“You seem to be a master in the field of baby-sucking-tit photography,” he continues. “[…] by way of an apology, I have credited you…”

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While the new post has been popular with the cafe’s fans, the majority of the top comments are from people defending McConnaughy:

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At the time of this article, both the original post and the response to McConnaughy are still up on the cafe’s Facebook page.


Update: It seems that McConnaughy has responded with a review on the cafe’s Yelp page:

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Update: The cafe has posted another post in response to another message it has received from someone else regarding copyrighted photos:

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…and in the comments of that post:

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Controversial Combat Photo Leads to Ukrainian Photographer’s Dismissal

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Ukrainian photographer Dmitry Muravsky has been dismissed by his country’s Ministry of Defense after his viral combat photos became the center of controversy regarding whether or not they were staged.

One particular photo, shown above, appears to show soldiers carrying a wounded comrade and fleeing from an explosion in Shyrokyne, a village in eastern Ukraine. That photo has been widely accused of being staged in recent days, and the Washington Post reported on the controversy late last week.

One Ukrainian officer who served in the village at the time, Viktor Moroz, took to Facebook to call the photo a fake.

“The men were told what to do and how to act, there were no injuries and sprained limbs,” he wrote. “There was no bombardment, an explosive device was detonated remotely, covered in a sack or in cement or in a mixture used for construction, or in chalk.”

Earlier last week, a group of Ukrainian photojournalists published an open letter, warning of the dangers of publishing untruthful propaganda photos.

“We emphasize that the only thing we are winning in the conflict with Russia is uncompromising and truthful presentation of information from the [front],” the letter says. “We kindly ask not to put these photos on a par with Russian fakes. The war is really going on, really, people are dying, and to prove it there is [a huge] number of documentary photo and video evidence.”

Muravsky has vigorously defended the photo, saying that it does show soldiers running away from an explosion caused by “the enemy.” He tells the Washington Post that he doesn’t have photos leading up to the explosion because he deleted the “unnecessary” shots.

Another of Muravsky’s photos found in the same “Pain of War” series is remarkably similar, showing soldiers fleeing from an explosion that fills the frame:

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When questioned by the Washington Post, Muravsky wouldn’t say whether the photo was captured during an actual battle. Post journalists later discovered that the photo was uploaded the same day as another photo that was described by Muravsky as showing training.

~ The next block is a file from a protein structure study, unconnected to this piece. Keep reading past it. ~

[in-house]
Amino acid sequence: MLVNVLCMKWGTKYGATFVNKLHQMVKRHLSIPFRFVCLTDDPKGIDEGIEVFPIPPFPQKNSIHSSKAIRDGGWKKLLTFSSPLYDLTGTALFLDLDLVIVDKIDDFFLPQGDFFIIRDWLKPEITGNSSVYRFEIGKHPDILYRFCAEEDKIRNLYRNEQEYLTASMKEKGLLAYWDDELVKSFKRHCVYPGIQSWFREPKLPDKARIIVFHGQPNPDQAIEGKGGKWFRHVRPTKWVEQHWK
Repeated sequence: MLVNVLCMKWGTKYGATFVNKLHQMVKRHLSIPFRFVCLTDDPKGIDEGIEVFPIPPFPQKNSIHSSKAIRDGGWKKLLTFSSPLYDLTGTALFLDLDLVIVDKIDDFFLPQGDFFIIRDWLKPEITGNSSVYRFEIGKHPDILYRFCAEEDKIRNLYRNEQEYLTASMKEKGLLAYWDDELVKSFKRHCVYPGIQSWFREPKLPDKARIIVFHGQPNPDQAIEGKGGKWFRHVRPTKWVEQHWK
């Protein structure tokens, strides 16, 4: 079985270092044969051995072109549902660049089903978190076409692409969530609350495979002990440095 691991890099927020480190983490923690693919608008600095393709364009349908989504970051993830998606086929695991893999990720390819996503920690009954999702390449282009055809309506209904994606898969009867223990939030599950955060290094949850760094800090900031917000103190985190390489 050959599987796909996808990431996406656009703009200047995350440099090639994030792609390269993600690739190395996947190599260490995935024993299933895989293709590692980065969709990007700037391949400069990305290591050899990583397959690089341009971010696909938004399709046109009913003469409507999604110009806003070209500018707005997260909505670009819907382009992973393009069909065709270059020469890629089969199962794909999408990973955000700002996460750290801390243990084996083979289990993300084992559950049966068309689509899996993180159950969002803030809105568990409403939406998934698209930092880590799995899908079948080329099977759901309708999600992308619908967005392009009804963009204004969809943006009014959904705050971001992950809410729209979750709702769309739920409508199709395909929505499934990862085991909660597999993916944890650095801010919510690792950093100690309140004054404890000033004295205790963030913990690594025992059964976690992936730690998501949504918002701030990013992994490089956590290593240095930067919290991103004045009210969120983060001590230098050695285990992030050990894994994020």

This past Sunday, the Ukrainian government announced that would no longer be using any of the amateur photographer’s work and would be dismissing him from his role as “Volunteer Adviser.”

Ukraine says that the disputed photos were all captured before Muravsky appointment to the Ministry of Defense, that the images were never considered by the government to be real war photos, and that Muravsky never claimed that they were (to the government). Even so, the Minister of Defense has decided to dismiss Muravsky due to the “public reaction” to his photographs.

“Ukraine has always adhered to the principle of uncompromising truth and transparency in its war against the Russian aggression, including Russian propaganda,” Ukraine writes.


Image credits: Photographs by Dmitry Muravsky

Actress Apologizes for Wrongly Accusing Magazine of Photoshopping Her Body

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Actress Lena Dunham, the creator and star of the HBO show Girls, is apologizing to the Spanish magazine Tentaciones today after publicly accusing them of Photoshopping her body for their latest cover photo. It turns out the magazine wasn’t to blame.

The story erupted yesterday after Dunham published a photo of the cover on Instagram to her 2.4 million followers.

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“I am genuinely honored to be on your cover and so happy you licensed a pic by @ruvenafanador, who always makes me feel gorgeous,” writes Lena in the caption. “BUT this is NOT what my body has ever looked like or will ever look like- the magazine has done more than the average photoshop. So if you’re into what I do, why not be honest with your readers?”

After the post was liked tens of thousands of times in just a few short hours, El Pais (the highest-circulation Spanish newspaper that publishes Tentaciones) published an open letter on its website, responding to Dunham’s accusation and saying that it published the exact photo it licensed.

“For the front cover of the magazine we used an image from the shoot you did in 2013 with the photographer Ruven Afanador,” the paper writes. “Here at TENTACIONES, we acquired the photo via the Corbis agency, and we used the original that they sent us without applying any kind of retouching.”

“Those who are familiar with and follow our magazine will know that we do not use Photoshop nor other digital tools to change the physical appearance of our cover stars, nor in the features to be found inside. On this occasion, the only thing we did was to crop the image to adapt it to the format of our front page.”

Here’s the original photo, as shared by its photographer, Ruven Afanador:

Lena Dunham, photographed in New York City on January 8th, 2013 for Entertainment Weekly…

Posted by Ruven Afanador on Thursday, February 14, 2013

El Pais overlaid its magazine cover on the original picture to show that it hadn’t been retouched: